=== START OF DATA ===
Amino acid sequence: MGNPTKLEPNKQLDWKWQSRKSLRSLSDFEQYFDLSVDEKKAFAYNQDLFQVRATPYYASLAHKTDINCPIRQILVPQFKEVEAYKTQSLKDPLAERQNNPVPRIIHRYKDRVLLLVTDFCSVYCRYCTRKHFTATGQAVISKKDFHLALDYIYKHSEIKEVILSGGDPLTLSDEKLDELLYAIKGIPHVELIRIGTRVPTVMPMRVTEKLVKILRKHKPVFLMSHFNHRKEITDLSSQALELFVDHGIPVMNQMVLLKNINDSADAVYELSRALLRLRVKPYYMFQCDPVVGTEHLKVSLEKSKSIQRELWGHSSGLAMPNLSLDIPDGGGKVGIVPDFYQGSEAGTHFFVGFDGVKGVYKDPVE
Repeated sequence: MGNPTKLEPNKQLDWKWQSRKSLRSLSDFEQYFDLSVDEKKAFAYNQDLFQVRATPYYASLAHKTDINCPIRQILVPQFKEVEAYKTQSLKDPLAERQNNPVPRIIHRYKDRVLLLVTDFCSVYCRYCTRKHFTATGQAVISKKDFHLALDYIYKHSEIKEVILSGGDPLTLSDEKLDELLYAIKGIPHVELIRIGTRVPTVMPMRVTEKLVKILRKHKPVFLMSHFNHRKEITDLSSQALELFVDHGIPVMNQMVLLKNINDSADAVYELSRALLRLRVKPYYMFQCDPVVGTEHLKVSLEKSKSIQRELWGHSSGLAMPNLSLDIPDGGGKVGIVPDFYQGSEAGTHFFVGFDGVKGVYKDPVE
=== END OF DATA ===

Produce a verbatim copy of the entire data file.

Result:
Amino acid sequence: MGNPTKLEPNKQLDWKWQSRKSLRSLSDFEQYFDLSVDEKKAFAYNQDLFQVRATPYYASLAHKTDINCPIRQILVPQFKEVEAYKTQSLKDPLAERQNNPVPRIIHRYKDRVLLLVTDFCSVYCRYCTRKHFTATGQAVISKKDFHLALDYIYKHSEIKEVILSGGDPLTLSDEKLDELLYAIKGIPHVELIRIGTRVPTVMPMRVTEKLVKILRKHKPVFLMSHFNHRKEITDLSSQALELFVDHGIPVMNQMVLLKNINDSADAVYELSRALLRLRVKPYYMFQCDPVVGTEHLKVSLEKSKSIQRELWGHSSGLAMPNLSLDIPDGGGKVGIVPDFYQGSEAGTHFFVGFDGVKGVYKDPVE
Repeated sequence: MGNPTKLEPNKQLDWKWQSRKSLRSLSDFEQYFDLSVDEKKAFAYNQDLFQVRATPYYASLAHKTDINCPIRQILVPQFKEVEAYKTQSLKDPLAERQNNPVPRIIHRYKDRVLLLVTDFCSVYCRYCTRKHFTATGQAVISKKDFHLALDYIYKHSEIKEVILSGGDPLTLSDEKLDELLYAIKGIPHVELIRIGTRVPTVMPMRVTEKLVKILRKHKPVFLMSHFNHRKEITDLSSQALELFVDHGIPVMNQMVLLKNINDSADAVYELSRALLRLRVKPYYMFQCDPVVGTEHLKVSLEKSKSIQRELWGHSSGLAMPNLSLDIPDGGGKVGIVPDFYQGSEAGTHFFVGFDGVKGVYKDPVE